Three of the communities – Arlington, Newton and West Tisbury – do not currently meet the affordable housing threshold. West Tisbury is particularly far from the threshold. According to Barrett, communities can be removed from the list, but then it is up to the Department of Energy Resources to decide whether others should be allowed in, regardless of when they applied.

Wu said Boston waited until Baker had signed the bill before announcing its intention to seek a place in the 10-community experiment. “It wasn’t a solid opportunity until the bill was signed into law,” she said.

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Editor, Commonwealth

About Bruce Mohl

Bruce Mohl is the editor of Commonwealth magazine. Bruce came Commonwealth from boston globe, where he spent nearly 30 years in a wide variety of positions spanning business and politics. He covered the Massachusetts State House and served as Worldchief of the State House bureau in the late 1980s. He also reported for the World‘s Spotlight Team, which won a Loeb Prize in 1992 for its coverage of conflicts of interest in the state pension system. He served as World‘s political editor in 1994 and continued to cover consumer issues for the newspaper. To Commonwealth, Bruce helped launch the magazine’s website and has written on a wide range of issues, with a particular focus on politics, tax policy, energy and gambling. Bruce is a graduate of Ohio Wesleyan University and the Fletcher School of Law and Diplomacy at Tufts University. He lives in Dorchester.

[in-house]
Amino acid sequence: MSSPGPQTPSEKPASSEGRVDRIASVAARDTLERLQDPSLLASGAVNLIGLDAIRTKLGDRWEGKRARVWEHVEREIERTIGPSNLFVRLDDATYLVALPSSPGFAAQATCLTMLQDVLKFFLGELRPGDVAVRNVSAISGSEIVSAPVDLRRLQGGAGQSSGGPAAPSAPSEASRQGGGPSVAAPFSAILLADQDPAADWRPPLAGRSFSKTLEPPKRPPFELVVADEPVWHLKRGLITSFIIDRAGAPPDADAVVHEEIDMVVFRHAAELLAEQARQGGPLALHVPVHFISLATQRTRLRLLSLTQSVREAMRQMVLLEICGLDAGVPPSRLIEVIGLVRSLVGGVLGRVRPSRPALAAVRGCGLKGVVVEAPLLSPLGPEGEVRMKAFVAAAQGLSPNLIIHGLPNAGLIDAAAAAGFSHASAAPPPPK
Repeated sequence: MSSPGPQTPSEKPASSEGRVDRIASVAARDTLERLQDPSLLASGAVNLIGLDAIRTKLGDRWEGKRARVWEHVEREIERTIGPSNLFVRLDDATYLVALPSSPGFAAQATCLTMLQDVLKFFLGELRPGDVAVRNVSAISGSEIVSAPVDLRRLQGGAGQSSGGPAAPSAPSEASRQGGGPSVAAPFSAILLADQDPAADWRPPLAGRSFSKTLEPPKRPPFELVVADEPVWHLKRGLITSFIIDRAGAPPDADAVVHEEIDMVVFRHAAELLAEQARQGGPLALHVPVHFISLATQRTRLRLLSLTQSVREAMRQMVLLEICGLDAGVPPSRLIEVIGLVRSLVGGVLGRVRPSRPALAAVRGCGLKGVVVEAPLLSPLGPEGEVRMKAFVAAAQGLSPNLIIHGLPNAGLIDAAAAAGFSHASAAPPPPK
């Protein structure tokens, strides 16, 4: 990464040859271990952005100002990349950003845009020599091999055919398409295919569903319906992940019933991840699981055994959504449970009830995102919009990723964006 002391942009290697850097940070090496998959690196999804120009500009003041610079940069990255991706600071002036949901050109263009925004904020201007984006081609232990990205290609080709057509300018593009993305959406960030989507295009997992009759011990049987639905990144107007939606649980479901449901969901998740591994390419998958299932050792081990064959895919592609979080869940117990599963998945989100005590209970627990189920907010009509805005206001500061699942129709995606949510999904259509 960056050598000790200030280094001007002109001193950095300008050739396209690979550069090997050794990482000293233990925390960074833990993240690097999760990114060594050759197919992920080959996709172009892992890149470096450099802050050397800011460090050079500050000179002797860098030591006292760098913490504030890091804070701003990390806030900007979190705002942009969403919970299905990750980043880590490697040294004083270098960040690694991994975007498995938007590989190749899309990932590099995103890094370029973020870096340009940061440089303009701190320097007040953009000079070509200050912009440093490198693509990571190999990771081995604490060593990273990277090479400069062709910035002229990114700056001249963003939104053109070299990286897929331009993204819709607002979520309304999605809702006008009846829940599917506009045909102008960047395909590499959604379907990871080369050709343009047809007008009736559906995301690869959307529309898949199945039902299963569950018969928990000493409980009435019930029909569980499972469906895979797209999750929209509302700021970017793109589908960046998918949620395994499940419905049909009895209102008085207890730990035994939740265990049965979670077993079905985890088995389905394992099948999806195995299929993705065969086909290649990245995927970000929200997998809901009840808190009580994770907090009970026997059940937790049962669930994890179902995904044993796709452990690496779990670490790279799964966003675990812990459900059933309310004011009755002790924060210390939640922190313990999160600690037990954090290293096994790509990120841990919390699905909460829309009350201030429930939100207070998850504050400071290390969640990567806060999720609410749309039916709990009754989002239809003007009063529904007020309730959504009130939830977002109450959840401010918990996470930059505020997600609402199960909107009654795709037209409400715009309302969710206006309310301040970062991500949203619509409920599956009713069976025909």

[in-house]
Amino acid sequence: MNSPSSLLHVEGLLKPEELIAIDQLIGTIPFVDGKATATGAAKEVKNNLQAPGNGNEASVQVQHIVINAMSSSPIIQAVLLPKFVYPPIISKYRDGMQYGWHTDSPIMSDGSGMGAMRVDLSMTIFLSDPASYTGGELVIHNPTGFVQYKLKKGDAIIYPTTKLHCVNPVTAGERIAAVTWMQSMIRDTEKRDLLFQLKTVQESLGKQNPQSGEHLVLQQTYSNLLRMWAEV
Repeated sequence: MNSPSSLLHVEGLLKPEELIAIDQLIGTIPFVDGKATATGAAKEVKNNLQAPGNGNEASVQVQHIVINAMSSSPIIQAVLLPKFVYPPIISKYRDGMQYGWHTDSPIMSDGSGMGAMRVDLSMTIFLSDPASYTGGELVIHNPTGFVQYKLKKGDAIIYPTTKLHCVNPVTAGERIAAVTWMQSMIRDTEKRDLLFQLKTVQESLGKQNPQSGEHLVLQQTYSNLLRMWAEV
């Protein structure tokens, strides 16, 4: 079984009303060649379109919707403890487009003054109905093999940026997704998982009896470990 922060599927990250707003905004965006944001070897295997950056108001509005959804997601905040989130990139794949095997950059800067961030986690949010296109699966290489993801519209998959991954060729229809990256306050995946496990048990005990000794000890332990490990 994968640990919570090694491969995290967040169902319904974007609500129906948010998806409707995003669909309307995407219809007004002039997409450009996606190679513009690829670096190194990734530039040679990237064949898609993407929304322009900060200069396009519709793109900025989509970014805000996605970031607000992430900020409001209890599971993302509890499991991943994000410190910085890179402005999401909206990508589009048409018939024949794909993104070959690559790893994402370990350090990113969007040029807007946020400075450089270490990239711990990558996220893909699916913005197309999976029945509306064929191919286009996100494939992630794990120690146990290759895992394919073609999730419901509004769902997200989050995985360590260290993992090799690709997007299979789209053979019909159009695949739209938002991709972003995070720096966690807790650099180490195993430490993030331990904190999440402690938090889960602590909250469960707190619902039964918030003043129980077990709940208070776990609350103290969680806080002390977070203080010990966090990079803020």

About Bruce Mohl

Bruce Mohl is the editor of Commonwealth magazine. Bruce came Commonwealth from boston globe, where he spent nearly 30 years in a wide variety of positions spanning business and politics. He covered the Massachusetts State House and served as Worldchief of the State House bureau in the late 1980s. He also reported for the World‘s Spotlight Team, which won a Loeb Prize in 1992 for its coverage of conflicts of interest in the state pension system. He served as World‘s political editor in 1994 and continued to cover consumer issues for the newspaper. To Commonwealth, Bruce helped launch the magazine’s website and has written on a wide range of issues, with a particular focus on politics, tax policy, energy and gambling. Bruce is a graduate of Ohio Wesleyan University and the Fletcher School of Law and Diplomacy at Tufts University. He lives in Dorchester.